In the instant case, appellant was on trial for intentionally causing the death of his wife. It was his right to challenge the evidence presented and cross-examine witnesses against him. This right was denied when the jury was permitted to hear the unchallenged statement made by his wife in a divorce proceeding two and a half years earlier in which she said that appellant "threatens to shoot Petitioner with his rifle or handgun." This evidence was offered to prove the truth of the matter asserted, i.e. that appellant had made such a threat, and permitted the jury to infer that the threat had been carried out. At no time was this statement subjected to cross-examination to reveal its possible exaggeration, abridgement of facts, or outright falsehood. Thus, in appellant's trial for murder the jury which determined his guilt was allowed to hear evidence which tended to establish his intent, the most basic element of the crime charged, without any opportunity to test such evidence by cross-examination.

We have examined the authorities cited by the Commonwealth, and particularly our decisions in Fleenor v. Commonwealth, 255 Ky. 526, 75 S.W.2d 1 (1934), and Scruggs v. Commonwealth, Ky., 566 S.W.2d 405, cert. denied, 439 U.S. 928, 99 S.Ct. 314, 58 L.Ed.2d 321 (1978). Fleenor is easily distinguished from the instant case because the threat was disclosed by a witness who testified at trial and was subject to cross-examination. Our holding that proof of the state of antagonism between the defendant and the deceased was competent does not dispense with the requirement that the source of the testimony be subject to cross-examination. Our decision in Scruggs is likewise distinguishable in that the appellant sought to introduce the exculpatory oral statements of and a note written by the victim. Affirming the trial court's decision to exclude this evidence, we said:

"[T]he person making the statements and writing the note is dead and certainly not available. The evidence does not establish the oral or written statements of the decedent to possess a high degree of trustworthiness nor are the statements shown to be relevant to the guilt or innocence of the appellant of the murder of his wife. Neither the statements made by the victim on the weekend prior to her disappearance nor the contents of the note comes within the exception to the hearsay rule. Both were properly excluded." Id. at 410.

Appellee also relies on this Court's decision in Matthews v. Commonwealth, Ky., 709 S.W.2d 414 (1985), cert. denied, 479 U.S. 871, 107 S.Ct. 245, 93 L.Ed.2d 170 (1986), in which we found no error in the admission of evidence that the victim had taken a warrant against appellant shortly before the crime was committed. This evidence was found to be relevant to the motive or state of mind of appellant and to be a part of the immediate circumstances bearing on the crimes charged. The instant case is inapposite. The Commonwealth does not contend that appellant murdered his wife in retaliation for her attempt to obtain a restraining order two and a half years earlier nor does it contend that the affidavit was a part of the immediate circumstances bearing on the crimes charged. The fact of the warrant obtained in Matthews was found to be relevant as to motive or state of mind. No such finding can be made with regard to the affidavit admitted in the evidence of this case.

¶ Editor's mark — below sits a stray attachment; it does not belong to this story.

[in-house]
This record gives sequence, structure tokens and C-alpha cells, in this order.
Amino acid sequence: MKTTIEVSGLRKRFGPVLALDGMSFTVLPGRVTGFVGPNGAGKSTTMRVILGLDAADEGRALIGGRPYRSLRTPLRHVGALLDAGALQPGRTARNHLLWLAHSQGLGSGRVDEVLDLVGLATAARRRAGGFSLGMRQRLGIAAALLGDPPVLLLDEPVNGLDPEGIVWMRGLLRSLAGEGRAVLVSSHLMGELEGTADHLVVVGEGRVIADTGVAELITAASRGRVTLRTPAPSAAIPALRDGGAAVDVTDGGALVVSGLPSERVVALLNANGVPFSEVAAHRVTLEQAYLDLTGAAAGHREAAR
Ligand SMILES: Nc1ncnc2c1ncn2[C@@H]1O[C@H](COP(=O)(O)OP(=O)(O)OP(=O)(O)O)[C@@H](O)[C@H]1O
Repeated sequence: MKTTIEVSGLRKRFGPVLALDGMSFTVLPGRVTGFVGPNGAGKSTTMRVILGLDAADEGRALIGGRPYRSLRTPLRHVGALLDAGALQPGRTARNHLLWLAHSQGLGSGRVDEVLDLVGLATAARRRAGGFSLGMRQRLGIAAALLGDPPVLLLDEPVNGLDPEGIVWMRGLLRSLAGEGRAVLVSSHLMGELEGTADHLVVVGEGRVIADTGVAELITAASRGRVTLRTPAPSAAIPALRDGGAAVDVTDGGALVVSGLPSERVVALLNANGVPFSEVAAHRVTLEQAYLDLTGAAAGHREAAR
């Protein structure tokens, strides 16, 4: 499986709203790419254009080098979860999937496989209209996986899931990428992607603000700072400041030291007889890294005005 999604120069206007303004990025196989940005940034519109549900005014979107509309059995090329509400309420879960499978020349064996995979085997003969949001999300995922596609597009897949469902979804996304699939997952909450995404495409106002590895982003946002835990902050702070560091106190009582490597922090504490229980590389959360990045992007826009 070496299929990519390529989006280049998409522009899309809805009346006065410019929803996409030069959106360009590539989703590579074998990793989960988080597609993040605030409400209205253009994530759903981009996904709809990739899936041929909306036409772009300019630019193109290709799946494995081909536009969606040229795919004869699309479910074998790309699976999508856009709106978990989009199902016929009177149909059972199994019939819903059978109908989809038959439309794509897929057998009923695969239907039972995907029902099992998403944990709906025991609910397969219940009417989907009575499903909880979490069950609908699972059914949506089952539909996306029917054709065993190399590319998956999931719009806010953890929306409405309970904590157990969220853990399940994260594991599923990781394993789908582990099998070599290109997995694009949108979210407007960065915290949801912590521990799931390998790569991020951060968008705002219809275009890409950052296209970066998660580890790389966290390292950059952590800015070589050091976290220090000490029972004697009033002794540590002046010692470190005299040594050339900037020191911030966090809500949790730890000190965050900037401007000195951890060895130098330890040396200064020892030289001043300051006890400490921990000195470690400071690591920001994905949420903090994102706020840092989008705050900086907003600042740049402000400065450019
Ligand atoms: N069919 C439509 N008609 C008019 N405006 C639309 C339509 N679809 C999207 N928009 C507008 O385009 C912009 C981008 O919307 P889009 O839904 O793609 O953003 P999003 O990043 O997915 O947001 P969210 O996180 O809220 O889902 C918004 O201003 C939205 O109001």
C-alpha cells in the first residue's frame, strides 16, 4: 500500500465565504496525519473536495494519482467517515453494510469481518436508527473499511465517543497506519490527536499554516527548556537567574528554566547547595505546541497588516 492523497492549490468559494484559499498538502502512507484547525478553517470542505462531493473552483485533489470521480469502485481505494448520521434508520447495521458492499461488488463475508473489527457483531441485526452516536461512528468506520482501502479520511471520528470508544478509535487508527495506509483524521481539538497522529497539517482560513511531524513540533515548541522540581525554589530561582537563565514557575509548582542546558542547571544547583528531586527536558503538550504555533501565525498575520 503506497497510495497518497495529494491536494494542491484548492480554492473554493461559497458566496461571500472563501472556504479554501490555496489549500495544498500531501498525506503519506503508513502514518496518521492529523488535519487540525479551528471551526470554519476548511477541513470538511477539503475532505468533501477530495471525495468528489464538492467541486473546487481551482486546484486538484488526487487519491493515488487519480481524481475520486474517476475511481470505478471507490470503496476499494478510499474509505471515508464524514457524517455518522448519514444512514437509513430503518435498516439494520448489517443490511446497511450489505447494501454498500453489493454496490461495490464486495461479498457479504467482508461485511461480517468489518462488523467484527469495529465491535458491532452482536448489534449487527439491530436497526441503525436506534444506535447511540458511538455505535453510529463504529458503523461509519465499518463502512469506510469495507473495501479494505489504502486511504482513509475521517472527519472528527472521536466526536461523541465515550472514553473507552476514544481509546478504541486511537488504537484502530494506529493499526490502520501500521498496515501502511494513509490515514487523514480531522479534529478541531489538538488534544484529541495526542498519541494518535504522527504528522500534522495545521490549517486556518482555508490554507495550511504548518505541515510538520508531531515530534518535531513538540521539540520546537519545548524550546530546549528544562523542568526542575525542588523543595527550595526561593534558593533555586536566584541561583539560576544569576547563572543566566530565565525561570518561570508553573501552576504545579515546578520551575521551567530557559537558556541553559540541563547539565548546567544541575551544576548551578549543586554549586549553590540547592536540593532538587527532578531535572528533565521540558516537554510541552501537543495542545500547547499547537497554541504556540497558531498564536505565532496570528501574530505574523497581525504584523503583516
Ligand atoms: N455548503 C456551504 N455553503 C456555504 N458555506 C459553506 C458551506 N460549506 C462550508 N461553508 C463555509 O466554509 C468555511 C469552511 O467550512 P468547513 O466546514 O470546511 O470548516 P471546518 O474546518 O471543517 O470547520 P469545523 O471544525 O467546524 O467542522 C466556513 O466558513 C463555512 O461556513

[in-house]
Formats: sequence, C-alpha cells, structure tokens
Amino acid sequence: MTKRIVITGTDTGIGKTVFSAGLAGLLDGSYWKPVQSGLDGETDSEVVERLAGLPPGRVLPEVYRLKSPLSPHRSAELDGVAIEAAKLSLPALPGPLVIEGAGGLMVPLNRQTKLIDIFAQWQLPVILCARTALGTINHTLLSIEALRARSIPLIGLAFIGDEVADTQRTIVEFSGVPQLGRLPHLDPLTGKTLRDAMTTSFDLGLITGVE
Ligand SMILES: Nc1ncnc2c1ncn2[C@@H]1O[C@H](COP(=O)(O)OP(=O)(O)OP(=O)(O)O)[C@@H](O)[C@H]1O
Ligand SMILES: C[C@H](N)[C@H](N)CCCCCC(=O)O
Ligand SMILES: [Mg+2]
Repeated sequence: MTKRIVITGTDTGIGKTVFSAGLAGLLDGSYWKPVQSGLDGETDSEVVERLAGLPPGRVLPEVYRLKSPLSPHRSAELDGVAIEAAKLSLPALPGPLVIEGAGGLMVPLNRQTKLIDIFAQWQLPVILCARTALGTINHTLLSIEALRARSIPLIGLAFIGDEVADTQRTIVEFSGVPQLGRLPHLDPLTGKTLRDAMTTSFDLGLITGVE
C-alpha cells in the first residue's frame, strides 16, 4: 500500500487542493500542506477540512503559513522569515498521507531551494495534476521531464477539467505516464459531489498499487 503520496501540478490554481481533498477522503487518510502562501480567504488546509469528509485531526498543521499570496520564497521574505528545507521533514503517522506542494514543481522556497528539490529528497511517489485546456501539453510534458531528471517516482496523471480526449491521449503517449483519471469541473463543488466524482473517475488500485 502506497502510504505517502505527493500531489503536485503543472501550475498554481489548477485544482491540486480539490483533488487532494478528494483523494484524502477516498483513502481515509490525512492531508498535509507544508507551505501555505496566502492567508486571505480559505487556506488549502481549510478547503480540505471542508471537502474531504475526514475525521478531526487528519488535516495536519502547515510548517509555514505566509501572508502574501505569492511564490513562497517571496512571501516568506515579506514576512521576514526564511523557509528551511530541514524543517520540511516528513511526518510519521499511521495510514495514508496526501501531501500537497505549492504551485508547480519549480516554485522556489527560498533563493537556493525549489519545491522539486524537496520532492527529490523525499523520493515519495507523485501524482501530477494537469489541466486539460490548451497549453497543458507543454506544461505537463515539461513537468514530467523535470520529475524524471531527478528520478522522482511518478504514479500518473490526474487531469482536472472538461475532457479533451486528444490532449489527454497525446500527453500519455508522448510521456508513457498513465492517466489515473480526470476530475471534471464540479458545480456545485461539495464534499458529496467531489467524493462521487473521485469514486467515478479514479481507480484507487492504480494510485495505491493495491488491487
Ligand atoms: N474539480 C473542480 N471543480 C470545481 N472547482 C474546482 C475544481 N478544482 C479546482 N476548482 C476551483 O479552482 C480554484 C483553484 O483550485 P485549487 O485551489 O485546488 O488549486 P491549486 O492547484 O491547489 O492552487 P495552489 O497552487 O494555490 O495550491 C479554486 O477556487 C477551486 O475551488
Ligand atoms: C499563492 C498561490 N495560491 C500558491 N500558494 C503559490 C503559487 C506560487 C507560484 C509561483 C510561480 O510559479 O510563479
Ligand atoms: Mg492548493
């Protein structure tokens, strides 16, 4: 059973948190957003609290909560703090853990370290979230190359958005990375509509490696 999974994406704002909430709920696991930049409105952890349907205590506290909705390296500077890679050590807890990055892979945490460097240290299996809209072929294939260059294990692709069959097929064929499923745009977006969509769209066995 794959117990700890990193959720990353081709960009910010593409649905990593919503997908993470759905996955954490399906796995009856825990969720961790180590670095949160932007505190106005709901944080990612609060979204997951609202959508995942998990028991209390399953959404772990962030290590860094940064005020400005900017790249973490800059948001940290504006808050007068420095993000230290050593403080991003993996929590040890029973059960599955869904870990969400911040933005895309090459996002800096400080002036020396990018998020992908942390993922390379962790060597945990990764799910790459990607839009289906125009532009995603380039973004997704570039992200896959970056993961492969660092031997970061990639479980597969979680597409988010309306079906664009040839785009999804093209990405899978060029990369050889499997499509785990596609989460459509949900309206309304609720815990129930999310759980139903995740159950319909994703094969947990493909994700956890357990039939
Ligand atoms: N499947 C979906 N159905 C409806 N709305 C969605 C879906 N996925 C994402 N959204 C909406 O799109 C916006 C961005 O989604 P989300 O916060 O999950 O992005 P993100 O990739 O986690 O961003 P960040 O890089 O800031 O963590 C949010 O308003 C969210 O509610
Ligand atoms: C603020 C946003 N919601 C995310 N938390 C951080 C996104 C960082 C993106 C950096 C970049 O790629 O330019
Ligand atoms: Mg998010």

Moreover, it is of little significance that the hearsay evidence was in the form of an affidavit. We are unaware of any rule of law whereby inadmissible hearsay is rendered admissible by virtue of the fact that it is sworn. At most a statement made under oath might be regarded as possessing a greater degree of trustworthiness, but such is not sufficient to overcome the general rule elaborated herein. 1

On this issue we conclude as we began. In Jett v. Commonwealth, Ky., 436 S.W.2d 788 (1969), this Court greatly expanded the use of hearsay evidence. Central to our holding, however, was preservation of the right of cross-examination. We...

To continue reading

Request your trial
19 cases
  • Snyder v. State
    • United States
    • Maryland Court of Appeals
    • November 16, 2000
    ...his daughter regarding incidents in which she observed the petitioner hit the victim. Citing several out of state cases, Barnes v. Commonwealth, 794 S.W.2d 165 (Ky.1990); Fields v. State, 362 So.2d 1319, 1320 (Ala.Crim.App.1978); Roberson v. State, 339 So.2d 104 (Ala.1976), for the proposit......
  • State v. Pullens
    • United States
    • Nebraska Supreme Court
    • July 15, 2011
    ...287 N.W.2d at 24 (emphasis supplied). 96. See, Bell, supra note 8; Brown v. State, 109 Ga.App. 212, 135 S.E.2d 480 (1964); Barnes v. Com., 794 S.W.2d 165 (Ky.1990). Compare Commonwealth v. Gil, 393 Mass. 204, 471 N.E.2d 30 (1984). FN97. Sanchez, supra note 1. FN98. State v. McKinney, 273 Ne......
  • Driver v. Commonwealth
    • United States
    • United States State Supreme Court — District of Kentucky
    • March 22, 2012
    ...when the conduct occurred too remote in time to fairly represent any reasonable application to the present crimes. Barnes v. Commonwealth, 794 S.W.2d 165, 169 (Ky.1990) (“Acts of physical violence, remote in time, prove little with regard to intent, motive, plan or scheme; have little relev......
  • Taylor v. Com.
    • United States
    • United States State Supreme Court — District of Kentucky
    • September 6, 1990
    ...know, he was crazy or somethin'. In two recent Kentucky cases, Dodson v. Commonwealth, Ky., 753 S.W.2d 548 (1988) and Barnes v. Commonwealth, Ky., 794 S.W.2d 165 (1990), our Court reversed because of the use of out-of-court statements against the accused in circumstances much less oppressiv......
  • Request a trial to view additional results

VLEX uses login cookies to provide you with a better browsing experience. If you click on 'Accept' or continue browsing this site we consider that you accept our cookie policy. ACCEPT